The clash between President Joe Biden and House Majority Leader Kevin McCarthy over the US debt will decide who is the most dominant figure in Washington for most of the next two years. And a failure by the two men to come to terms by this time next month would result in a national default that could have a profound impact on the economy and the 2024 election.
While the gravest human impact of a default would be felt by millions of Americans in lost jobs, benefits and an eroded sense of economic security, the showdown is also about power.
The huge stakes explain why a meeting between Biden, McCarthy and other top congressional leaders in the Oval Office on Tuesday is so critical and will be watched worldwide.
It represents a fateful moment in the apparently tense and shallow relationship between the two most powerful people in Washington and will help define a period of bitterly divided government in the capital. Can a Democratic president and a Republican who leads what’s perhaps the most radical House majority ever navigate a solution that satisfies both their incompatible political positions? Or is this disconnect destined to deeply harm the country?
The consequences of a default on US debt – which could happen as soon as June 1 if Congress doesn’t agree to lift the government’s borrowing authority – would be disastrous. The government would have to choose which bills to pay – for instance, between the interest on the national debt or the benefits on which millions of Americans rely. Markets could plunge, a recession could occur and unemployment could rocket. A default would permanently raise US borrowing rates.
“We just wouldn’t have enough money to pay the bills. And I think it’s widely agreed that this would be a huge hit to the economy and really an economic catastrophe,” Treasury Secretary Janet Yellen told CNBC on Monday.
And a source familiar with the matter told CNN’s Matt Egan Monday night that Yellen has been making calls to CEOs and business leaders to discuss the consequences of brinkmanship around the debt ceiling.
Yet it’s this very threat of catastrophe that makes the debt ceiling showdown such an effective tool of political leverage. Both sides in the standoff appear to believe that the other will blink to avoid the appalling consequences of going over the edge of a cliff. But worryingly, each party seems convinced the other will cave to avoid blame.
In exchange for raising the debt ceiling, McCarthy – under pressure from a conference packed with extremists and fiscal conservatives – is demanding massive budget cuts to curtail government spending that would effectively crater Biden’s agenda on issues like climate change.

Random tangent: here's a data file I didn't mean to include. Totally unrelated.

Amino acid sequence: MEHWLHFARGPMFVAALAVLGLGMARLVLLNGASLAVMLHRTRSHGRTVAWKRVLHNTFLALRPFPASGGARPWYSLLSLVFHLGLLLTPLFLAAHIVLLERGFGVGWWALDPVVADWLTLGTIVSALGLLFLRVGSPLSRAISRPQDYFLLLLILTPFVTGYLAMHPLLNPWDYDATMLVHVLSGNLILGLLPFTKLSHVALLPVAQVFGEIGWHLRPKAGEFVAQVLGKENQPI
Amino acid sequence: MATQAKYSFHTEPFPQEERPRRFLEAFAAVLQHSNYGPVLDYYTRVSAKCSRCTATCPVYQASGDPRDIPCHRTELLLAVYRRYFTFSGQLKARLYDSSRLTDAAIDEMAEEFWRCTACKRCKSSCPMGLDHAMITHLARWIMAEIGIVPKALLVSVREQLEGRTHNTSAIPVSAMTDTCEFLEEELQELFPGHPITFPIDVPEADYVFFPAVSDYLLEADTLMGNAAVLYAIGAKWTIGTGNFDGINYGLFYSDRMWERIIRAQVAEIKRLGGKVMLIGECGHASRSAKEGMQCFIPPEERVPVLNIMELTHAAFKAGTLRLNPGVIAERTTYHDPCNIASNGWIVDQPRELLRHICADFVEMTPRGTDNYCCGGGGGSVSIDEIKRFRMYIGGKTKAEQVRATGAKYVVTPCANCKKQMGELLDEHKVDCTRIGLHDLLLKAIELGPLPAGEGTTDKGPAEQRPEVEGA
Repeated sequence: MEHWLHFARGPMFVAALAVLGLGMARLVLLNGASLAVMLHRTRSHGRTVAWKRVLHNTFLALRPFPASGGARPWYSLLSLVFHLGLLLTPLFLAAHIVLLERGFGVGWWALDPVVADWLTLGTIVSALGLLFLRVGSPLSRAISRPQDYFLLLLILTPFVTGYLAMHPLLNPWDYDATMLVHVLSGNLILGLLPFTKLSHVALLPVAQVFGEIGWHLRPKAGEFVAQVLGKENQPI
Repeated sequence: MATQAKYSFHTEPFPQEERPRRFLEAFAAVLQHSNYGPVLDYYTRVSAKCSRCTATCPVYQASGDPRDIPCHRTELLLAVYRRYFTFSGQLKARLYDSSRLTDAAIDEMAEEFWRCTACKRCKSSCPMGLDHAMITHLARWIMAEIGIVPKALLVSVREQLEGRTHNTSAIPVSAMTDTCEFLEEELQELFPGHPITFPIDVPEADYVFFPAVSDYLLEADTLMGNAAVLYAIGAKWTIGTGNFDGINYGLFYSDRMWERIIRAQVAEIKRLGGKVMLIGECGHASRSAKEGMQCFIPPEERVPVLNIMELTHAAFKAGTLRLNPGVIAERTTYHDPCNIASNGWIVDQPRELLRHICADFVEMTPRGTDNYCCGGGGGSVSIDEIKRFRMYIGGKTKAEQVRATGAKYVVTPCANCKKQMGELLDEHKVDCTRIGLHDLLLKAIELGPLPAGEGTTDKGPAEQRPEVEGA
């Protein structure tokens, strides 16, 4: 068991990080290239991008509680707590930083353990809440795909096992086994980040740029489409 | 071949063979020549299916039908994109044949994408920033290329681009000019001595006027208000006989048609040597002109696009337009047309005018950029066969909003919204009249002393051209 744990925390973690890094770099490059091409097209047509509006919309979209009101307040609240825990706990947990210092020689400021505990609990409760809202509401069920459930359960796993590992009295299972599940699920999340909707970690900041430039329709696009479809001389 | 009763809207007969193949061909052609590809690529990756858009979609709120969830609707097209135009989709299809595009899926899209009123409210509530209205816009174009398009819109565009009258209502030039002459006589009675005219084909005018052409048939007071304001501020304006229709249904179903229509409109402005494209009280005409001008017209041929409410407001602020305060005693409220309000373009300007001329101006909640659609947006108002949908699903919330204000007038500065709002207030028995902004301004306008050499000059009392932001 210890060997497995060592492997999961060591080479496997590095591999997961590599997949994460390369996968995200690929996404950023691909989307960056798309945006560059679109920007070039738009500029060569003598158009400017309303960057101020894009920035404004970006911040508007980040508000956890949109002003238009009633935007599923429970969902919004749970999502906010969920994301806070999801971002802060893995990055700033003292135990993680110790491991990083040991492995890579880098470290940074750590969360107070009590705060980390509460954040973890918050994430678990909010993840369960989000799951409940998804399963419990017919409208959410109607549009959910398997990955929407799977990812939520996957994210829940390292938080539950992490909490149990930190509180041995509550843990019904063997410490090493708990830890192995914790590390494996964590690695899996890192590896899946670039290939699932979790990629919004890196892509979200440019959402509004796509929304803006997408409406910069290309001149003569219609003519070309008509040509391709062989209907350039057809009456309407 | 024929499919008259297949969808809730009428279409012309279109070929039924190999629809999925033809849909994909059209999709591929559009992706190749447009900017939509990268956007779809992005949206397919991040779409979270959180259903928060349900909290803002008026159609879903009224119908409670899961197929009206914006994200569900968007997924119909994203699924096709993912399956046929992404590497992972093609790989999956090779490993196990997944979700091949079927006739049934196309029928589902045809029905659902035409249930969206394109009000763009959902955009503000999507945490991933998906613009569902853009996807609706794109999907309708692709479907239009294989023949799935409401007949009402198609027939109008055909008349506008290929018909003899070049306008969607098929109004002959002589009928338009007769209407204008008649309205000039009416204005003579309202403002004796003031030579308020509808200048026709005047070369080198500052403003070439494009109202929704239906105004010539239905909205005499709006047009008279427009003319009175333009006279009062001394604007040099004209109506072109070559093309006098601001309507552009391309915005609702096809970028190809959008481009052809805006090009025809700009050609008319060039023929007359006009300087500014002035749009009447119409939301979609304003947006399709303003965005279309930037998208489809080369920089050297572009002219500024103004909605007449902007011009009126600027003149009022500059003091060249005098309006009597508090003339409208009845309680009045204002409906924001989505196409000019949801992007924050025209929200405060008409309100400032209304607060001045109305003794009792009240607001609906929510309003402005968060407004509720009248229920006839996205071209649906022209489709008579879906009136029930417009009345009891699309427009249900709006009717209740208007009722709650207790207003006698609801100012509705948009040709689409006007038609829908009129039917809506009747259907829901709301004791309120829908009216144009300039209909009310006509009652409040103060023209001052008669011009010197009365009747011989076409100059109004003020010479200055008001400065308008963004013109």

Biden argues that the MAGA Republicans – a phrase he uses to attach them to the extremism of ex-President Donald Trump – are holding the economy hostage by refusing to raise the debt limit promptly. He rightly points out they didn’t balk at doing so under his predecessor. He’s ready to discuss government spending but in a regular budget process, not linked to the US obligation to pay debts incurred by previous administrations and approved by Congress.
Heading into Tuesday’s meeting, which also includes Senate Majority Leader Chuck Schumer, Senate Minority Leader Mitch McConnell and House Minority Leader Hakeem Jeffries, there is no sign that either side is willing to bend with time running out ahead of the early June date that Yellen has warned about for default.
“There’s no plan B,” Bharat Ramamurti, the deputy director of the National Economic Council, told CNN’s Jake Tapper on Monday.
There are at least three potential outcomes of the kind of meeting involving McCarthy and Biden. In some ways, the president’s invitation and the speaker’s acceptance look like a choreographed attempt by each to blame the other for intransigence. The theater on the president’s home turf may send a message that Biden is reasonable while McCarthy is extreme. But if there is no progress, the speaker will likely accuse the president of being stubborn.
Biden is determined to hold the line on demanding a clean debt ceiling increase, White House officials say, and the president’s goal is to move spending negotiations onto a separate track – removing the threat of default while giving the GOP assurances he will engage in good-faith negotiations about federal spending.
The chance of a breakthrough is slim. White House press secretary Karine Jean-Pierre made clear Monday that the purpose of the meeting was not “debt ceiling negotiations” but a wider spending conversation that McCarthy is not ready to have.
An obvious breakdown of the talks could spook the markets and paradoxically add to political pressure for Biden and McCarthy to find a compromise. A sign that they are willing to talk again could fuel speculation that Congress could pass a short-term debt ceiling increase to defer the crisis to a later date and give the two sides time to work a way out of the mess.